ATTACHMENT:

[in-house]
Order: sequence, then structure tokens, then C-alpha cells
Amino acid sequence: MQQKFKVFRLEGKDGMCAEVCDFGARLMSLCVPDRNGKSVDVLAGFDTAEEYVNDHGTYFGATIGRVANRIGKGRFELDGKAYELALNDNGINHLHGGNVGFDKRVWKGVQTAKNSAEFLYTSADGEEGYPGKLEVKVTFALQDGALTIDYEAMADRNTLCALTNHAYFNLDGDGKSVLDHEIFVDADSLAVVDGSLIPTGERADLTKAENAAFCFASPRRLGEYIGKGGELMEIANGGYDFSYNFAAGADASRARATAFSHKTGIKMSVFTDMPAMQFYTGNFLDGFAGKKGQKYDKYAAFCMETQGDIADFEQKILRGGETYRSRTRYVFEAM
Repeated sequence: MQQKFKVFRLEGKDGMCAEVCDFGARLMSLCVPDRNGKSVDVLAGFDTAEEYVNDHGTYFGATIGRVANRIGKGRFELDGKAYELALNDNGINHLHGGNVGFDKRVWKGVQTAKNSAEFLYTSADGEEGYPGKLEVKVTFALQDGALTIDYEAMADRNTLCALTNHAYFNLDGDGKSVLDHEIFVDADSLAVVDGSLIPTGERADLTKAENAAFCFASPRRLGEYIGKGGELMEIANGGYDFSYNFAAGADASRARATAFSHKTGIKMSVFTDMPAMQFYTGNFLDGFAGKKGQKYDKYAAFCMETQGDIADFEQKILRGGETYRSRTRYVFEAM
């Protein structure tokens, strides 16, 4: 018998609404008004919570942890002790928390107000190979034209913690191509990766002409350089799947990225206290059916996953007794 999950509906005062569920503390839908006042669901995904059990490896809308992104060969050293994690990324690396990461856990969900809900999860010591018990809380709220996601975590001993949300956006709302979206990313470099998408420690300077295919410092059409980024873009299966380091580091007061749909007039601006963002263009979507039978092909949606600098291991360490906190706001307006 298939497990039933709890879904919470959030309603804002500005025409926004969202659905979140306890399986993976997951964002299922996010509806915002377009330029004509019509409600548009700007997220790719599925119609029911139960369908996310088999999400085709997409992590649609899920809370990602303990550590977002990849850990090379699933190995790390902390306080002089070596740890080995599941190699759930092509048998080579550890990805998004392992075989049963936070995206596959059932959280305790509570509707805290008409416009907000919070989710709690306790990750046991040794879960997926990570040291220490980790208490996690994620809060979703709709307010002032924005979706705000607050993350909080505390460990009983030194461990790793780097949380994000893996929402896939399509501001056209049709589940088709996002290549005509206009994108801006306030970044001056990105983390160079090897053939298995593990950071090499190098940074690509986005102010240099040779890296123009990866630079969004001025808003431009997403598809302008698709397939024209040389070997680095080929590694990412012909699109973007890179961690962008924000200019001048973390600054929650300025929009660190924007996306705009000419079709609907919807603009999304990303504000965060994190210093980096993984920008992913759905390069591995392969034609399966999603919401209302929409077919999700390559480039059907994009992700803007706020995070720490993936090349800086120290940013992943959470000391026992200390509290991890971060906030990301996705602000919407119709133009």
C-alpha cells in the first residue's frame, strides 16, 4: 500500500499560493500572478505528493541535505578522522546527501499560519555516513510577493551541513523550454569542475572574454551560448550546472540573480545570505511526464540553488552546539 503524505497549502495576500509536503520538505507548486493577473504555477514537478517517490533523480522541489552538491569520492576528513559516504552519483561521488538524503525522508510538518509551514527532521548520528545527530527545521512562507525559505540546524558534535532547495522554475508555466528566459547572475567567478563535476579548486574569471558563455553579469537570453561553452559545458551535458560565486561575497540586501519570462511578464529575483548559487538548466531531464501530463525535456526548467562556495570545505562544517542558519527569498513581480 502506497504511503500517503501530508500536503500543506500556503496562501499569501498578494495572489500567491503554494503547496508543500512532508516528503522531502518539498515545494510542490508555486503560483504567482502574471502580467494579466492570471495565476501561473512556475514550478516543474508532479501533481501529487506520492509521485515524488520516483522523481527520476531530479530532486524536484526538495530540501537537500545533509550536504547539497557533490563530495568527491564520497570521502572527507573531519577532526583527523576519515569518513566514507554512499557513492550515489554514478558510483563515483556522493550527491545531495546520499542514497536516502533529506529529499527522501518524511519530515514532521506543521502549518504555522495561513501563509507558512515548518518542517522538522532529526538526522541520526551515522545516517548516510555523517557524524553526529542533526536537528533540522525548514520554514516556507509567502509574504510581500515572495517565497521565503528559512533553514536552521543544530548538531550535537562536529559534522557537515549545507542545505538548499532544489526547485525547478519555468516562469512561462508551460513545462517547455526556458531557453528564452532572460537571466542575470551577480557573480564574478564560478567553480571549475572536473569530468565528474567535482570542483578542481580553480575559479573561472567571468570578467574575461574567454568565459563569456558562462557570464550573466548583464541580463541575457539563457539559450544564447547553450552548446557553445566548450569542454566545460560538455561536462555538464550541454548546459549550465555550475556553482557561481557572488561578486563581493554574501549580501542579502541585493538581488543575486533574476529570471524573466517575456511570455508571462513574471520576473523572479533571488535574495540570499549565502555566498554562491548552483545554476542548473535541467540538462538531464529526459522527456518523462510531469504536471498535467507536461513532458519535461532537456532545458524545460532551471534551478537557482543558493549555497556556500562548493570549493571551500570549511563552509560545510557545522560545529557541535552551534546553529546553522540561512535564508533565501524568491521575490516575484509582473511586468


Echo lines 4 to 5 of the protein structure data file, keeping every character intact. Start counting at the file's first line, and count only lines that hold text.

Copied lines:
Repeated sequence: MQQKFKVFRLEGKDGMCAEVCDFGARLMSLCVPDRNGKSVDVLAGFDTAEEYVNDHGTYFGATIGRVANRIGKGRFELDGKAYELALNDNGINHLHGGNVGFDKRVWKGVQTAKNSAEFLYTSADGEEGYPGKLEVKVTFALQDGALTIDYEAMADRNTLCALTNHAYFNLDGDGKSVLDHEIFVDADSLAVVDGSLIPTGERADLTKAENAAFCFASPRRLGEYIGKGGELMEIANGGYDFSYNFAAGADASRARATAFSHKTGIKMSVFTDMPAMQFYTGNFLDGFAGKKGQKYDKYAAFCMETQGDIADFEQKILRGGETYRSRTRYVFEAM
């Protein structure tokens, strides 16, 4: 018998609404008004919570942890002790928390107000190979034209913690191509990766002409350089799947990225206290059916996953007794 999950509906005062569920503390839908006042669901995904059990490896809308992104060969050293994690990324690396990461856990969900809900999860010591018990809380709220996601975590001993949300956006709302979206990313470099998408420690300077295919410092059409980024873009299966380091580091007061749909007039601006963002263009979507039978092909949606600098291991360490906190706001307006 298939497990039933709890879904919470959030309603804002500005025409926004969202659905979140306890399986993976997951964002299922996010509806915002377009330029004509019509409600548009700007997220790719599925119609029911139960369908996310088999999400085709997409992590649609899920809370990602303990550590977002990849850990090379699933190995790390902390306080002089070596740890080995599941190699759930092509048998080579550890990805998004392992075989049963936070995206596959059932959280305790509570509707805290008409416009907000919070989710709690306790990750046991040794879960997926990570040291220490980790208490996690994620809060979703709709307010002032924005979706705000607050993350909080505390460990009983030194461990790793780097949380994000893996929402896939399509501001056209049709589940088709996002290549005509206009994108801006306030970044001056990105983390160079090897053939298995593990950071090499190098940074690509986005102010240099040779890296123009990866630079969004001025808003431009997403598809302008698709397939024209040389070997680095080929590694990412012909699109973007890179961690962008924000200019001048973390600054929650300025929009660190924007996306705009000419079709609907919807603009999304990303504000965060994190210093980096993984920008992913759905390069591995392969034609399966999603919401209302929409077919999700390559480039059907994009992700803007706020995070720490993936090349800086120290940013992943959470000391026992200390509290991890971060906030990301996705602000919407119709133009």